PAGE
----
Earlier this week, a wise professor suggested that I start free writing as a way to organize my own ideas, even though I despise the writing process. 800 words later . . . maybe she was right. Below are my musings about a recent choreographic endeavor, entitled and faith, which is surely the devil’s masterpiece.” Hopefully some of my ramblings make sense and spark your interest; if so, I’d love to hear your thoughts!
On April 10-12, I will be involved in my last student concert EVER as an undergraduate student in the Ohio State University Department of Dance. In this show, I’ll be presenting a piece of choreography which I set on four lovely dancers: Emily Colizoli, Lauren Bedal, Kimberly Isaacs, and Elyse Morckel. This piece is a quartet I began working on back in Spring of 2013 for my final project in a dance composition class taught by Susan Hadley. The course was centered on the relationship between music and choreography and on the power of different music choices in shaping, commenting on, or coloring audience perception of a dance. It was in this stage of working that I developed (in particular) the overarching structure and core movement motifs of this piece. However, after the class was over, I felt there was something left unexplored in the essence of the work as a whole. I couldn’t shake the feeling that the dance itself had a life of its own, and one that I had very little control over. This notion was both puzzling and exhilarating to me as a choreographer. How could I conceptualize this sense of structural autonomy in a way that is both creatively satisfying and replicable (as a potential philosophy of making work)?
To answer this question for myself, I reset the piece on a second cast during my time at the American Dance Festival last summer. Here I continued to explore, discuss my ideas with fresh eyes, and get feedback on the piece from people who had no insight on the context of the class for which it was created. What I found in this stage was that once the dance was stripped of its context (as a reflection of the song’s verse structure and the general concept of harmony), feedback from viewers became much more focused on implied images, abstract narratives, and potential symbolic meanings of the dance as a whole. This was particularly interesting to me, but what was I to do with that information?
This January, I picked up working on the quartet again with 3/4 of my original cast, but this time I approached it with a much different focus. My primary considerations/questions in shaping this final version of the piece are:
1) Evolutionary psychology tells us that human beings over-read causality. That is – we perceive significance or intentionality within random events, but we don’t perceive randomness within events that were caused by an intentional agent. This is an evolutionary advantage, but a side effect of this phenomenon is our human tendency to hold superstitions. How can we conceptualize audience perception according to this theory? Given that viewers will assume a choreographer has some message or point of view they’re trying to get across, perhaps a dance can still hold meaning if the choreographer actively avoids formulating any organizing message. What needs to happen in order for a dance to be perceived as profoundly meaningful (in the absence of any intentional meaning)?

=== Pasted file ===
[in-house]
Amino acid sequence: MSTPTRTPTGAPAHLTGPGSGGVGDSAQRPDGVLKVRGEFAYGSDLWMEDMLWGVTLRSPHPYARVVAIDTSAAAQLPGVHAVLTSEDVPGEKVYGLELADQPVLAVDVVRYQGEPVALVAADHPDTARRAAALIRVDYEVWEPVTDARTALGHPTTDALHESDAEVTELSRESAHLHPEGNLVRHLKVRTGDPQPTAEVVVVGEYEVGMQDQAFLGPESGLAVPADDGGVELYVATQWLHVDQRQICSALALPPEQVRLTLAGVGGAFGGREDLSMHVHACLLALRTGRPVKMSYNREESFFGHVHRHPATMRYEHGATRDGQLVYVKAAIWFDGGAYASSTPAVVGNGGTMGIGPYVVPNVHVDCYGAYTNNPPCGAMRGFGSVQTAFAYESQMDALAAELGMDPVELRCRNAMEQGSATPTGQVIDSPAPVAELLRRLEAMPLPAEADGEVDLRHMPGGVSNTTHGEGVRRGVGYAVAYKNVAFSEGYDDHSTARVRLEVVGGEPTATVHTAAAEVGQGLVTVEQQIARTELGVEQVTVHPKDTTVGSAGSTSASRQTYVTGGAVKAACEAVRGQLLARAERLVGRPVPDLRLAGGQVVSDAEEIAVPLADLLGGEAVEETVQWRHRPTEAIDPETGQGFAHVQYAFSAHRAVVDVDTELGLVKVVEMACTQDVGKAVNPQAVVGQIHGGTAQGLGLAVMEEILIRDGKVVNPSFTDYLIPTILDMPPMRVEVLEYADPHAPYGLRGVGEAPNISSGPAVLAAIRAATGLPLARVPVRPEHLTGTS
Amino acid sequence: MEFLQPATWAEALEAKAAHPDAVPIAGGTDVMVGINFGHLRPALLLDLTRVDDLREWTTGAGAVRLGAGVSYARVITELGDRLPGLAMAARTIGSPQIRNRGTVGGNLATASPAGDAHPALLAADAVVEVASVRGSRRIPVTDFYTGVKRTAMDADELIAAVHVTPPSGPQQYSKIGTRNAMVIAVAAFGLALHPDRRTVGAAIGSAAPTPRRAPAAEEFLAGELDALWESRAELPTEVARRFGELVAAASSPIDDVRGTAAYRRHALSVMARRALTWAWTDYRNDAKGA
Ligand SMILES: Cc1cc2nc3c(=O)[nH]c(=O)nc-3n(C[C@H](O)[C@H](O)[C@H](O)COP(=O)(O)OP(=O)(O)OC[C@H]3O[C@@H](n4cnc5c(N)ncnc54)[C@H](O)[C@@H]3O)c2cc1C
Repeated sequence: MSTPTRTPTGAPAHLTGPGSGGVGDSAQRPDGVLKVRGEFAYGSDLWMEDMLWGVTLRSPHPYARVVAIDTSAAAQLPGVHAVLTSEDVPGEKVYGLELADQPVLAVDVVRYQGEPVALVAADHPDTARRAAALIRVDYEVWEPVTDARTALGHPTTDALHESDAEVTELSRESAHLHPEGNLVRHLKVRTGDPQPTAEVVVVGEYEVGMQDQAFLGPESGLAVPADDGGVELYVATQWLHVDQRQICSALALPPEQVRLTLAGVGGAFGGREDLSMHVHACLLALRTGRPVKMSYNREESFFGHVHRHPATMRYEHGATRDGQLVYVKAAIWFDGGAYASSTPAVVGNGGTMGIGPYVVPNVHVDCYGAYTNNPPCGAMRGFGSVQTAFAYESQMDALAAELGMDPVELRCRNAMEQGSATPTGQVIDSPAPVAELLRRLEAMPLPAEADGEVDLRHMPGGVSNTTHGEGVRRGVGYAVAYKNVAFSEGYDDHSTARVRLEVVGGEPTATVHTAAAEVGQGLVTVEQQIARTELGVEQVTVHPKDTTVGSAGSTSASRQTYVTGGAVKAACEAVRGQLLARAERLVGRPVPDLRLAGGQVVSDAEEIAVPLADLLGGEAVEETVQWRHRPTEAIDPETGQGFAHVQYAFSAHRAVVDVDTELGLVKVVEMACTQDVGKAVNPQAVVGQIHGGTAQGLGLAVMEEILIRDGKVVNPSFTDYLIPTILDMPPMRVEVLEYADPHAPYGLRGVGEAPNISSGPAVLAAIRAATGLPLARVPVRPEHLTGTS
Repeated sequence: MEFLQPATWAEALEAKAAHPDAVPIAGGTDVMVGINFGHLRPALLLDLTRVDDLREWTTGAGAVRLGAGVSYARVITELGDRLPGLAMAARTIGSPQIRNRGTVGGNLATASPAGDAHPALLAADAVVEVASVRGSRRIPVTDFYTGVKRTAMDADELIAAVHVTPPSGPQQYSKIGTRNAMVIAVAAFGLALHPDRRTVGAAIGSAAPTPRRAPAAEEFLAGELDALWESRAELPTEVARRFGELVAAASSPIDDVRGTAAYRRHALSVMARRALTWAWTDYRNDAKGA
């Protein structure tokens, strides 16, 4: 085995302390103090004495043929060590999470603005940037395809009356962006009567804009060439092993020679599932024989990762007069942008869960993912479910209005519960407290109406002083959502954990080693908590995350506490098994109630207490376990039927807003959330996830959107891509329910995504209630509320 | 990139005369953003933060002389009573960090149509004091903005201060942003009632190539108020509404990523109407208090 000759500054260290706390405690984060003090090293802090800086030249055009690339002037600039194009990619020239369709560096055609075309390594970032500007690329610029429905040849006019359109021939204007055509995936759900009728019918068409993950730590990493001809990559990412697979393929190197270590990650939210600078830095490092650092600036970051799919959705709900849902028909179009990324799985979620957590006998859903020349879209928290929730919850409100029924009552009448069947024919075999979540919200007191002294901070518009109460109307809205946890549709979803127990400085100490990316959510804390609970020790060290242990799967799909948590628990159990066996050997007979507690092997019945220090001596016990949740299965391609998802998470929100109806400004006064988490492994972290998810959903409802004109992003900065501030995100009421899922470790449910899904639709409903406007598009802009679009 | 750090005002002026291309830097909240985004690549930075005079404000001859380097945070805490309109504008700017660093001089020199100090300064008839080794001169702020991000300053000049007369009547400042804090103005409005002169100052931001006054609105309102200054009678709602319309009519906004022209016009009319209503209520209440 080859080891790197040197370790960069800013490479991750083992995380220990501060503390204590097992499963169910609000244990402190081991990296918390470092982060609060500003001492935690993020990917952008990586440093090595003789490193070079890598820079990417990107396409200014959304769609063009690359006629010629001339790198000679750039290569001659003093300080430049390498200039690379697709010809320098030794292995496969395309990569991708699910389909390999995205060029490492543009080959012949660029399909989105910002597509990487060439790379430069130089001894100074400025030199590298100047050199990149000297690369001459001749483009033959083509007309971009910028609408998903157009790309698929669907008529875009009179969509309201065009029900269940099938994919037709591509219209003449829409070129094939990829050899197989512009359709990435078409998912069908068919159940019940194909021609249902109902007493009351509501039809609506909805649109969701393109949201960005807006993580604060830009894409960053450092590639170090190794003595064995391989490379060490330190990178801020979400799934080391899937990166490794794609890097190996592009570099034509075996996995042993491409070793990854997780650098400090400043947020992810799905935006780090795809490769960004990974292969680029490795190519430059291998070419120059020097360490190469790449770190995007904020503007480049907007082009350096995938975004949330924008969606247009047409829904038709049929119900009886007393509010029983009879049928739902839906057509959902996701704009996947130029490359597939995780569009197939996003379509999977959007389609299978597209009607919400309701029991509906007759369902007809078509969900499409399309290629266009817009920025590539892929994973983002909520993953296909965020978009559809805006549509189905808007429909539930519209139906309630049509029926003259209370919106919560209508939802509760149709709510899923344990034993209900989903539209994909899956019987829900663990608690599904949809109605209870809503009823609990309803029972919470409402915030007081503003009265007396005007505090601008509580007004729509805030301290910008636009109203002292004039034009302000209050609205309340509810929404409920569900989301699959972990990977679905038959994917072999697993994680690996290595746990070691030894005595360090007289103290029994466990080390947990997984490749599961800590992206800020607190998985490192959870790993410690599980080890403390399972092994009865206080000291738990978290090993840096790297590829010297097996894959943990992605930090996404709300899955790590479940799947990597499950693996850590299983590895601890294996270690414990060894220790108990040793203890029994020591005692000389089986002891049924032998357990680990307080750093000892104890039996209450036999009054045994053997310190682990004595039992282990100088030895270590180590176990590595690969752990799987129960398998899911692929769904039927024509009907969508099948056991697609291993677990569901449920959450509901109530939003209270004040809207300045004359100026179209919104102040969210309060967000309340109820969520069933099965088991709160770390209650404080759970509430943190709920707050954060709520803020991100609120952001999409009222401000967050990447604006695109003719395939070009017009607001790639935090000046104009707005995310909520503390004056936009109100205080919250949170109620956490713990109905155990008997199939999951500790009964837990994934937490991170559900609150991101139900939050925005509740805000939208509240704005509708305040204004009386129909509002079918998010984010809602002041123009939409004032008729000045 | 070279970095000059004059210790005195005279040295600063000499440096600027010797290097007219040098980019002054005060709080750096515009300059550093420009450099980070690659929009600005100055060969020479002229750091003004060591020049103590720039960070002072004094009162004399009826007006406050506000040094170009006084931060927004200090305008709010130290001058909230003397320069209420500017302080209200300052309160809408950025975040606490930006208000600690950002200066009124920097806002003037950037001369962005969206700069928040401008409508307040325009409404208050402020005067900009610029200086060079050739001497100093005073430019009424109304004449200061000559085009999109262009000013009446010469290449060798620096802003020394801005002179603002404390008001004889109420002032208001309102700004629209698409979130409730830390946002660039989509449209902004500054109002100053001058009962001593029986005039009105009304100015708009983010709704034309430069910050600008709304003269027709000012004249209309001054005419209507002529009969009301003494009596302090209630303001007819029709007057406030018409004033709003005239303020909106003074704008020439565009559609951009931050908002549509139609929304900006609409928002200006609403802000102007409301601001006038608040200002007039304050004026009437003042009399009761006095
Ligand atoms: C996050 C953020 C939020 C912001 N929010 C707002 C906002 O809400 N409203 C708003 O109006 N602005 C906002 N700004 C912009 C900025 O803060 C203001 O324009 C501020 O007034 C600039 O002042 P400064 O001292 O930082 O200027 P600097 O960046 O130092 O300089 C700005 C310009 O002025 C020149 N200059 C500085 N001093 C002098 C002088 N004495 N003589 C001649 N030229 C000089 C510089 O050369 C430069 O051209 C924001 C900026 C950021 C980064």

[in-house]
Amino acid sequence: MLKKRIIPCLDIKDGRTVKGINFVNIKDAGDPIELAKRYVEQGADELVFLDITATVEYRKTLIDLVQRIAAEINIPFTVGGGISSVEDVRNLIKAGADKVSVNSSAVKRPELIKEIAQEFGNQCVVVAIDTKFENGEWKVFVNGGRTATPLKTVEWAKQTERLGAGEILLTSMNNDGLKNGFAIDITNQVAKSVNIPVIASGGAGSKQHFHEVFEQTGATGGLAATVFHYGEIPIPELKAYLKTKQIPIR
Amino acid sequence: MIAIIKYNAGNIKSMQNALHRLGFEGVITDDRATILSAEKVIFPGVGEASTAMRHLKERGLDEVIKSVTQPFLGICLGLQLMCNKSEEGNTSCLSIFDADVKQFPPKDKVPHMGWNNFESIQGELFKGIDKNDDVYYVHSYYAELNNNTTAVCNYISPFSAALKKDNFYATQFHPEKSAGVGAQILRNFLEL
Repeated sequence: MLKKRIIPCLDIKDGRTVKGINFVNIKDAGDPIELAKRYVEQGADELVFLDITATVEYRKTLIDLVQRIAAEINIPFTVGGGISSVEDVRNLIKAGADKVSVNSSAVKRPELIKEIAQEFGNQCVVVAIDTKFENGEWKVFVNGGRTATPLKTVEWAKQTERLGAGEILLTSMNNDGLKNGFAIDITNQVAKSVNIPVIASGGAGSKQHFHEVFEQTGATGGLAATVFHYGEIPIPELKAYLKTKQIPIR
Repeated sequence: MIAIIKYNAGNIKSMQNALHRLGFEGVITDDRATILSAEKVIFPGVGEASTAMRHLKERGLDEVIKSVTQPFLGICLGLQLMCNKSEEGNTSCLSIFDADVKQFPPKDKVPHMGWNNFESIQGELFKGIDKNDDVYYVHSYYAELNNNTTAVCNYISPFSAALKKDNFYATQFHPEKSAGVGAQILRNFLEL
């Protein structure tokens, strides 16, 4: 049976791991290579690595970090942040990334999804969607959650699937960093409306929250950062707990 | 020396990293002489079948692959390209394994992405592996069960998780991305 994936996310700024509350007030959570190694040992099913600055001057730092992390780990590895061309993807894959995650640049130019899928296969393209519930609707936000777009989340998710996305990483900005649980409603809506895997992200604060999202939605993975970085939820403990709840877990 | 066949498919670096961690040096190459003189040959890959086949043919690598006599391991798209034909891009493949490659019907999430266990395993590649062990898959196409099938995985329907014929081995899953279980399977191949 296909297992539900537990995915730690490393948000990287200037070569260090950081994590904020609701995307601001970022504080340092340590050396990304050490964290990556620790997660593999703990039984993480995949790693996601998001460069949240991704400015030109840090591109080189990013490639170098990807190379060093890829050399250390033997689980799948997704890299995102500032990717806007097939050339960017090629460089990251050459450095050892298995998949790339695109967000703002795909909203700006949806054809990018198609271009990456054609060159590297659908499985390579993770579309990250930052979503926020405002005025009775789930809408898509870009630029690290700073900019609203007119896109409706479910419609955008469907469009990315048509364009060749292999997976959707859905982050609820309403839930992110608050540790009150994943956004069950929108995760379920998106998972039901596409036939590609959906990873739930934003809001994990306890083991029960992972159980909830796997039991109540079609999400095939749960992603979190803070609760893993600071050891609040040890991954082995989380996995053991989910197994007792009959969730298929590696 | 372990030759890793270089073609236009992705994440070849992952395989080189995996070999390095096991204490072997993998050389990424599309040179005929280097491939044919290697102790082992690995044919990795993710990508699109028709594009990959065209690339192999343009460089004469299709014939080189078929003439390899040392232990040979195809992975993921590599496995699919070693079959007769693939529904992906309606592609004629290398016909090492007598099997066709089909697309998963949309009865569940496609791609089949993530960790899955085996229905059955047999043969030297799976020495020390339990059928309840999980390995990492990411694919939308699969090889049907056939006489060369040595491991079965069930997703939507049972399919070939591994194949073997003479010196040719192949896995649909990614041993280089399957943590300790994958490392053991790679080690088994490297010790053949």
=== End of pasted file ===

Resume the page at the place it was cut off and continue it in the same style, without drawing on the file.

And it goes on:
2) How can a choreographer handle the exploitation of emotionally charged images (for the above purpose) without inadvertently adopting a central message? In practice, how can such images be alternately encouraged and disrupted such that significance can arise from chaos?
3) One way that I tried to encourage the illusion of meaning was through a provocative title. I’m perhaps a bit too emotionally attached to the title that I chose for this piece for a few different reasons:
- I took the phrase that makes up the title from a longer quote by an author whom I greatly admire, Sam Harris. What I like most about Sam Harris is his unique way of nonchalantly throwing out bold and provocative statements followed by an airtight argument. What happens when there is the bold statement without the argument? I suppose this was me setting a bar for myself.
- I first conceptualized the title as a window onto what preoccupied my mind during the creation of the piece. In the same way that an improvisation where both people are dancing the same prompt gives rise to moments of synchronization, perhaps a text phrase can run parallel to a dance and imply some synchronized emergent meaning.
- Perhaps more important than the title’s text (for me on a personal level) is the knowledge that there are more things left unsaid, characterized by the inclusion of the word “and” from the original quote. What happens when a word is highlighted as being the most important (through being spoken by performers), yet simultaneously stripped of its context? Confusion? Emergent symbolism? Something else?
4) One way that I’ve tried to disrupt the strict structure and form that I’d originally created for myself is by allowing myself to draw from many (perhaps unrelated) influences to create an internal collage of images, emotions, and intentions for the performers. At what point does such an approach becomes so distracting that any emergent meaning disappears? For our cast, this point came when we tried to add a layer of text that presented a more explicit manifestation of what we had been working with (our internal collage).
The jury is still out on everything else.
If you’re in the Columbus area April 10-12, 2014, make sure you come out to see the OSU Dance Spring Concert: “Sneak Peek” in our brand new Barnett Theatre!
1813 N. High St
For more information, visit dance.osu.edu